That got me thinking. Well that as well as a pretty intense conversation I had with a friend the other night, discussing a problem she's encountered that made my worries of the day seem insignificant. It got me thinking about the law of relativity and how we'd all do well every once in a while to stop, get our perspective back into place, and then get on with things.
When I was still living in Cambridge, I was the crazy runner at work. The colleagues I had
Take CrossFit. It has taken me a bit over two months of pig-headed determination to manage to do three strict pull ups, that is no bands, no swinging, just my own strength to get my chin over the bar. Three times, uninterrupted. Now, to many of my non-CrossFitting friends, particularly the ladies, that's pretty darn awesome. And I do feel very pleased with myself for finally getting there (though it's not the end of the journey). When I'm at the box to work out, however, there are my CrossFit buddies (and yes, I'm talking the girls) who bang out ten and more strict pull ups like it's their job. Compared to them I still look like a kindergartner.
All of this doesn't just apply to running, your speed, your strength, your PBs and what not. It applies across the board to all aspects of life.
There is nothing wrong with a healthy sense of competition, when you use someone else's performance or accomplishment as a driving force to do better yourself. In fact, that can be quite helpful. We've all been in a race where we just could not let that person in front of us finish ahead of us, whether it was because we didn't like their knee-high socks, their shirt, their perfectly bouncy ponytail or because they simply were too old to beat us. In the moment, we cling on to anything to dig just a little deeper. These people might be perfectly nice but in that moment they give us the drive to push a little harder.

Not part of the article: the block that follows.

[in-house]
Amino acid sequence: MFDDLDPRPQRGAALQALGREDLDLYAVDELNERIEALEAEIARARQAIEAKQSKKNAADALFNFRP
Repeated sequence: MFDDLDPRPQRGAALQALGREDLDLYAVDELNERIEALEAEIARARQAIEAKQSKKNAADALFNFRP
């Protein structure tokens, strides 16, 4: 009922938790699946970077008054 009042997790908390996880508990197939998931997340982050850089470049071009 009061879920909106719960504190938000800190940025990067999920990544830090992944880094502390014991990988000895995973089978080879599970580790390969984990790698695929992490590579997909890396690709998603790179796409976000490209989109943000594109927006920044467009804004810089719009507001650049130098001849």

So whenever we feel particularly low, it would probably serve us well to take a step back and re-evaluate. I don't mean to say that we're not entitled to feeling the way we do in any given situation. Go ahead, bitch, moan, have a whine, but then try to gain some perspective and you'll realize that in 90% of all cases, things aren't quite as bad as they seemed.
One more thing, all of this is also down to context. You take a third-world starving family out of their village and plop them into my house, I guarantee you that whoever is in charge of the kitchen will, before too long, get just as annoyed with the Tupperware shelf as I am most of the time. But then I do have to remind myself that I'm lucky to even have 30-something different Tupperware containers with 40-something different lids and then things just don't look as bad anymore.
And on that deep note, I wish you all a fantabulous week.